When two colours can be one
Many user interfaces have dark and light themes. Having a dark and light theme usually means defining a full set of colours, and switching them when the theme switches.
Sometimes you don’t need to switch all the colours though. With some careful selections, just changing the background colour can change the theme.
You can probably guess what’s going on — I’ve used a mid grey, with varying levels of opacity to blend into the background as needed. We can not only use the full strength mid grey, but also a 50% opacity version that automatically becomes lighter when on a white background, and darker when on a black background. The technique has limits, but it’s a nice trick.
If you have specific colours in mind, it would normally take a lot of guesswork to find the ideal colour and opacity level needed for both themes. It would be better if it was possible to find the colour and opacity in a more deterministic way.
Determining the colours
Let’s start with a 10% dark grey and 90% light grey for the theme backgrounds and assume we are trying to find a colour and opacity combination that will give us a 40% grey for the dark theme and a 60% grey for the light theme, as the final composited result.
The formula for what is typically referred to as “normal blending” is foreground × foreground_opacity + background × (1 - foreground_opacity). Yes, I’m assuming an opaque background. Everything below is worked out in normalised space, where 0 is the minimum and 1 is the maximum, rather than 0 to 255 or 0% to 100%. We’re also just working in greyscale, to keep things simple for now.
Plugging in the values we know for the dark theme into the formula, we can graph the possible values for the foreground colour (using the X axis) and the possible values for the opacity (using the Y axis).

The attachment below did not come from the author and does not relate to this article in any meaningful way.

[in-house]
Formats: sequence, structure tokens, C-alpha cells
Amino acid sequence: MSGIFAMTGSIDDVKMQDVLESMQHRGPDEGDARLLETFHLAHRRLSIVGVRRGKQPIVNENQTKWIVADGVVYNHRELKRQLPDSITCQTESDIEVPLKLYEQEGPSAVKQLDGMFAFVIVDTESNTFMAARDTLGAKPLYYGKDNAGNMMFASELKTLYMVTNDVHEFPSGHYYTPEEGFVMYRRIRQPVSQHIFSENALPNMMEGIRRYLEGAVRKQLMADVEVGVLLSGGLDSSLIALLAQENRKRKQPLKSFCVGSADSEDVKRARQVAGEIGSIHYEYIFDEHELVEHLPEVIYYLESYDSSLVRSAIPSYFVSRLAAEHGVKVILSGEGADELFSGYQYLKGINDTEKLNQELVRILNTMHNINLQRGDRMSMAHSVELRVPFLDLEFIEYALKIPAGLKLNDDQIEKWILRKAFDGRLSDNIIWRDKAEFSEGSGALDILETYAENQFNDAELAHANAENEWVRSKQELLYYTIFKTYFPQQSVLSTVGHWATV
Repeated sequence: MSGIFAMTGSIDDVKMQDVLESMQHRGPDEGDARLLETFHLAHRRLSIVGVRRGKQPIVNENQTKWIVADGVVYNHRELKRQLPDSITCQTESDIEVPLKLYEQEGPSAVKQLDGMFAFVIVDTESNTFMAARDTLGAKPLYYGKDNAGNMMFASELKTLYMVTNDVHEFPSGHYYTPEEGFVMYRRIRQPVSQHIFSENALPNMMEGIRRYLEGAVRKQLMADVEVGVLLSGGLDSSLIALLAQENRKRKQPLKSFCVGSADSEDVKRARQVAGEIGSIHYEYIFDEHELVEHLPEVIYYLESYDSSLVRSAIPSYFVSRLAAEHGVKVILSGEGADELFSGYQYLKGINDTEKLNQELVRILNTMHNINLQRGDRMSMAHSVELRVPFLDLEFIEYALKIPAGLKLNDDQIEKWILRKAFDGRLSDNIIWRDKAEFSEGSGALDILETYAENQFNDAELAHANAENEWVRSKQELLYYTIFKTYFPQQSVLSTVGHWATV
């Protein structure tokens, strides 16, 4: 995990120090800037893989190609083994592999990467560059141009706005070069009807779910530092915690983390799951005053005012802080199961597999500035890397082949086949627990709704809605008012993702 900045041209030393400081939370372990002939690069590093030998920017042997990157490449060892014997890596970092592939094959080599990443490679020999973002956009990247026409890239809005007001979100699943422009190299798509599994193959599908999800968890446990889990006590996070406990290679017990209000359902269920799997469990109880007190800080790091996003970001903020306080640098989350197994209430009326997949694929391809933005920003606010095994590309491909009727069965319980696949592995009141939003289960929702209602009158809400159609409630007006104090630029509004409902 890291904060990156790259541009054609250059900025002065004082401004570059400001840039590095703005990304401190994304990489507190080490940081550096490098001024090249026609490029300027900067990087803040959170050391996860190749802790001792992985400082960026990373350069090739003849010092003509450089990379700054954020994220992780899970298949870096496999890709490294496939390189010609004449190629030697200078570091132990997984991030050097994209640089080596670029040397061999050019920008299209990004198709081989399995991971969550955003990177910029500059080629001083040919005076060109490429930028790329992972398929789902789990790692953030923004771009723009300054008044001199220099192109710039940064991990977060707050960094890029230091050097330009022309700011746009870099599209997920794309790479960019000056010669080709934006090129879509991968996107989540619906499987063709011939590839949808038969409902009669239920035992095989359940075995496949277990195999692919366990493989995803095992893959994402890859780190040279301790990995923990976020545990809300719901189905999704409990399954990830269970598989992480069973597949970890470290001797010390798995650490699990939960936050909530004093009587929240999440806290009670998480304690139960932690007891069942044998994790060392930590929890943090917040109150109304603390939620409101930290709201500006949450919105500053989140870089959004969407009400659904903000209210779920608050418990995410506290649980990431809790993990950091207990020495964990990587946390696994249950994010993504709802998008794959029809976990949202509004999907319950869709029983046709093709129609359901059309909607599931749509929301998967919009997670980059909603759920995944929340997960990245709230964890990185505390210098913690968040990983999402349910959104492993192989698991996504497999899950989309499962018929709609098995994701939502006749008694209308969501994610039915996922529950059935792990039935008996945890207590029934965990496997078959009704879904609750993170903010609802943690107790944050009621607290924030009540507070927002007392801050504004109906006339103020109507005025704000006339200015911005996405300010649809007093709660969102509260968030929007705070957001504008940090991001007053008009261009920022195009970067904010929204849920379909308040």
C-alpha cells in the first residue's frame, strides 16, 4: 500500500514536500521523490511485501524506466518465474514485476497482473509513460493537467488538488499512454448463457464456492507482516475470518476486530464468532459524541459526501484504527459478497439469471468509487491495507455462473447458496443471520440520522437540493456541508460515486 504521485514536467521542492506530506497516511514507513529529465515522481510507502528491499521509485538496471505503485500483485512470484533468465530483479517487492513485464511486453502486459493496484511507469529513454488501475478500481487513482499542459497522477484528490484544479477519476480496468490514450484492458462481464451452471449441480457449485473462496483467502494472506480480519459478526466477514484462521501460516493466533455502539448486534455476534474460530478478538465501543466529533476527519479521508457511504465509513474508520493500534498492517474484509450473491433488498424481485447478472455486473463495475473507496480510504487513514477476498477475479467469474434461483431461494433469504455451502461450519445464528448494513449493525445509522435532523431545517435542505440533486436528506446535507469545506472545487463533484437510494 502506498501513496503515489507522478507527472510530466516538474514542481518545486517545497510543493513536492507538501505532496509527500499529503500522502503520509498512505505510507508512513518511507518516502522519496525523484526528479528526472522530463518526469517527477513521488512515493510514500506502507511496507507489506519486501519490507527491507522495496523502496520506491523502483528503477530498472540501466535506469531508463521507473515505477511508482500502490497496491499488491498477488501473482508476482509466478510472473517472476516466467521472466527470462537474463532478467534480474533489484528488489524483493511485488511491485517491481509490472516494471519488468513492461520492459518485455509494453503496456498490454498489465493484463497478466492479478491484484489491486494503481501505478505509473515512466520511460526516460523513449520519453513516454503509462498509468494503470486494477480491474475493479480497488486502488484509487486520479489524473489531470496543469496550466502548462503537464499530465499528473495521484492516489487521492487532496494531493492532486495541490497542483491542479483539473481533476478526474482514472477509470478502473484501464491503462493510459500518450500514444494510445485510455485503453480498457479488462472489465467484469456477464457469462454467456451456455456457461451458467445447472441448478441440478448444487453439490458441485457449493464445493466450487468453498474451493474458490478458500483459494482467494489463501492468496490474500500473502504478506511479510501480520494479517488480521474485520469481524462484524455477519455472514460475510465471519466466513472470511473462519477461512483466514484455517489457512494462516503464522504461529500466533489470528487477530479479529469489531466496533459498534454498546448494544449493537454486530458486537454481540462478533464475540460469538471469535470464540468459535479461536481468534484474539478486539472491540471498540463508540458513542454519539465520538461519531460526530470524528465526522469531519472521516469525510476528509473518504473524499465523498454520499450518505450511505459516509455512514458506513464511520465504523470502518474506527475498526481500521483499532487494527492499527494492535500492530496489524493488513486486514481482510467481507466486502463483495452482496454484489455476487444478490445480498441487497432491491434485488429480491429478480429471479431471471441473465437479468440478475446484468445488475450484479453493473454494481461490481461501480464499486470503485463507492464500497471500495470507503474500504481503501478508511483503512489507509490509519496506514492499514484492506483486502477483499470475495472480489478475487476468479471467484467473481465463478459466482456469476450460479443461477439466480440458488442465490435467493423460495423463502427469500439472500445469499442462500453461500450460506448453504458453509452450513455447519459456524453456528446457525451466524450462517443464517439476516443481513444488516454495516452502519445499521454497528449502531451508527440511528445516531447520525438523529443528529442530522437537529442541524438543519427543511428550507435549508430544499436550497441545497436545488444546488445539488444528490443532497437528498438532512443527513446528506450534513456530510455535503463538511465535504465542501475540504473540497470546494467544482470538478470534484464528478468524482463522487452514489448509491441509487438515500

All the colour and opacity combinations along this curve give the result of 0.4, if the background is 0.1. Rather than blending a forground and background colour to find out the result, we’re doing the opposite — we’re taking a result we want, and calculating the forground colour and opacity.
Now let’s plug in the values for the light theme. The resulting curve works the same way — all the colour and opacity combinations along this curve give the result of 0.6, if the background is 0.9.
Overlaying the graphs for the light and dark theme colours shows they intersect at 0.5 on the colour (X) axis and 0.75 on the opacity (Y) axis.
A colour of 0.5 with an opacity of 0.75 will result in a final blended colour of 0.4 on a background of 0.1 (dark theme), and it will also result in a final blended colour of 0.6 on a background of 0.9 (light theme).
That’s the magic colour and opacity combination that gives us the result we want for both the dark and the light theme. We can use a single colour for elements for both themes, and just change the background colour.
What if we wanted to change the colour for the light theme, so it’s 0.5 grey, but keep the dark theme as is, at 0.4? Adding another curve for it shows the intersection has moved to a colour of 0.46 with an opacity of 0.8.
It’s possible to use any grey for the light theme, provided it isn’t darker than 0.4.
Other blending modes
The same technique can be used for other blending modes. If you have a desired final colour and background colour, a curve of possible foreground colours can be worked out.
Is this useful? Maybe. Maybe not. Writing code to switch colours when a theme switches isn’t difficult, and it’s more flexible than the technique detailed above. I see it more as a fun experiment, rather than something that would be used in production.
However, there might be performance reasons for wanting to work this way — changing just the background colour could save on layer repaints, which could be important if you’re using a lot of text or animating colours.
Published 31 Dec 2016.